May 12, 2021 | Updated: 08:45 AM EDT

A Self-Destructing Chip Has Been Born

Sep 14, 2015 03:35 AM EDT

If the concept reminds you of a scene straight out of Mission Impossible, it’s because the idea may have been lifted right off the spy-thriller franchise. PARC, in collaboration with DARPA, created a microchip that self-destructs when triggered.

Apparently, the engineers at Palo Alto Research Center Incorporated have found a way to build the self-destructing chip. The mechanism is such that, when heat from laser or intensely focused light is applied on the chip, a process of disintegration is triggered. The chip not only breaks up into shards of glass, it also breaks up into further microscopic pieces, leaving nothing but dust in its wake. Along with the disintegration of the chip, the data inside the chip will be lost forever, as well.

The microchip’s creation is part of the Defense Advanced Research Projects Agency (DARPA)’s Vanishing Programmable Resources project. The chip was unveiled at the agency’s “Wait, What?” event, which is a symposium for future technology.

The chip’s glass material is made of Corning Gorilla Glass that was modified to shatter when stress from heat is induced. While the chip is at its first stages of development, it looks like the researchers are looking to induce self-destruction with the flip of a switch. With this, you can imagine how the NSA, the CIA, the FBI, as well as the Interpol will be looking to integrate that kind of technology into their intelligence operations.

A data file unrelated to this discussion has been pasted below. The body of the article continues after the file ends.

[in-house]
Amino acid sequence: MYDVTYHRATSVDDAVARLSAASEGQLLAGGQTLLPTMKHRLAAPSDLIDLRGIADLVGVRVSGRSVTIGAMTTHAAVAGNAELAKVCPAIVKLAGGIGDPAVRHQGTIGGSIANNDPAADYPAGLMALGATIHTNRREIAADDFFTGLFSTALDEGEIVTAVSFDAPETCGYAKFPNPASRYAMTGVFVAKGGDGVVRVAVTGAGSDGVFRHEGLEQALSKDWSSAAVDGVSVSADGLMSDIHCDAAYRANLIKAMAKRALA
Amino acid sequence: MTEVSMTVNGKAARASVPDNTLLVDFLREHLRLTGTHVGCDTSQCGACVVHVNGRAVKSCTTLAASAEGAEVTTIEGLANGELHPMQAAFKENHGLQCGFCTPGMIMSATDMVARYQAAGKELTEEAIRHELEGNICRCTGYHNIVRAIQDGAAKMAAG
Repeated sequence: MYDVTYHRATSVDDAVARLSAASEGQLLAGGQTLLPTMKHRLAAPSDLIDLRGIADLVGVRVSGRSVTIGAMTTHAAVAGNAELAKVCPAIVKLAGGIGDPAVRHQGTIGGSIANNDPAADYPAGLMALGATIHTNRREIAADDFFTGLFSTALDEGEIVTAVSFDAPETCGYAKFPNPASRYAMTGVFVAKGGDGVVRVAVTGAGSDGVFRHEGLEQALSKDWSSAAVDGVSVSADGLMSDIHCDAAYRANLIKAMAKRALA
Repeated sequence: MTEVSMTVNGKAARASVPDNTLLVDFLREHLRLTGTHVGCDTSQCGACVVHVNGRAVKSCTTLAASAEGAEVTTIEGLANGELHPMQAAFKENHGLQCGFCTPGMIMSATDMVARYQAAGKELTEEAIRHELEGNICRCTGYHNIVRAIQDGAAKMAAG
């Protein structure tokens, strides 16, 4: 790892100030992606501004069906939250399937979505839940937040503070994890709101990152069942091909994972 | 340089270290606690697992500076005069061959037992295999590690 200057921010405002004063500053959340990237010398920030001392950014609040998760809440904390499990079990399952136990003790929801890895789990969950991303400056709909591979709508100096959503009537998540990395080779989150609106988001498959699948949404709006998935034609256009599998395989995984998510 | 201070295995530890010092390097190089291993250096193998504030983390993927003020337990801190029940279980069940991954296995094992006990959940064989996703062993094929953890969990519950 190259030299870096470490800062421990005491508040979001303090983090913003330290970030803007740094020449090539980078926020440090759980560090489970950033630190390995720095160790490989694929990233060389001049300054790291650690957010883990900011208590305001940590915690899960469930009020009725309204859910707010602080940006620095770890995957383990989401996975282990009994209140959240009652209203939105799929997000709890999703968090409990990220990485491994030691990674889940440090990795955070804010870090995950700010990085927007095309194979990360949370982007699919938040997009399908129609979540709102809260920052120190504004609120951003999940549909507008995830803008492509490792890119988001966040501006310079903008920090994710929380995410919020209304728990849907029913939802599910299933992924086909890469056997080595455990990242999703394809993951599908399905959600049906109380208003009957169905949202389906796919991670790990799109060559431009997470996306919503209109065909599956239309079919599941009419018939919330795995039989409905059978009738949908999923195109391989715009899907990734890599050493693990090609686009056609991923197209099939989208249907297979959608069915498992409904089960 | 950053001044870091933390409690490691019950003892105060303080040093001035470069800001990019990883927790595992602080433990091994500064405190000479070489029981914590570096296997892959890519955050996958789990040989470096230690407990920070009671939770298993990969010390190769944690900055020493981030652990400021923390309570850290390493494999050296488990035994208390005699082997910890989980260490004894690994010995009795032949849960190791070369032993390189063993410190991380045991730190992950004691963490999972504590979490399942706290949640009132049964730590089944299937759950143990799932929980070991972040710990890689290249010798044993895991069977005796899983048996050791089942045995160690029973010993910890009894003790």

Increasingly, technology resembling the spy movies we only watched on the silver screen is coming to life. Imagine the libraries of data and communications that can be kept protected thanks to this new chip.

Ashley Madison could have benefited from motherboards made of this chip. Hillary Clinton’s email server could have, as well.

But then, had they used this technology, the implications of their actions would never have been brought to life.

The world at-large should hope that these self-destructing chips would never fall into the hands of evil elements.


Palo Alto Research Center Incorporated was formerly known as Xerox PARC.

For more information on the chip:

Visit DARPA’s “Wait, What?” Page:

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